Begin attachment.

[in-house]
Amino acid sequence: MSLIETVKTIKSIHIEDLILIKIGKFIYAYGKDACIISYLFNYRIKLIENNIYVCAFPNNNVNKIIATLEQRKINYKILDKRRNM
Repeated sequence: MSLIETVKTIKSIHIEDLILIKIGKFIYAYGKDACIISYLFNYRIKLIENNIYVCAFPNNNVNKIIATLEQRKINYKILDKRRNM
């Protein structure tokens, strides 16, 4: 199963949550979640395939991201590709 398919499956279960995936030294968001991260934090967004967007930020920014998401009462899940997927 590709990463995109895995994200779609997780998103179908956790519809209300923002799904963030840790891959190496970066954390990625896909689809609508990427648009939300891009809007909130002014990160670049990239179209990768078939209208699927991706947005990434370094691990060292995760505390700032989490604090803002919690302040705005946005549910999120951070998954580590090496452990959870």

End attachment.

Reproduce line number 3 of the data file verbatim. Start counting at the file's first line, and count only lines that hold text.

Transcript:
Repeated sequence: MSLIETVKTIKSIHIEDLILIKIGKFIYAYGKDACIISYLFNYRIKLIENNIYVCAFPNNNVNKIIATLEQRKINYKILDKRRNM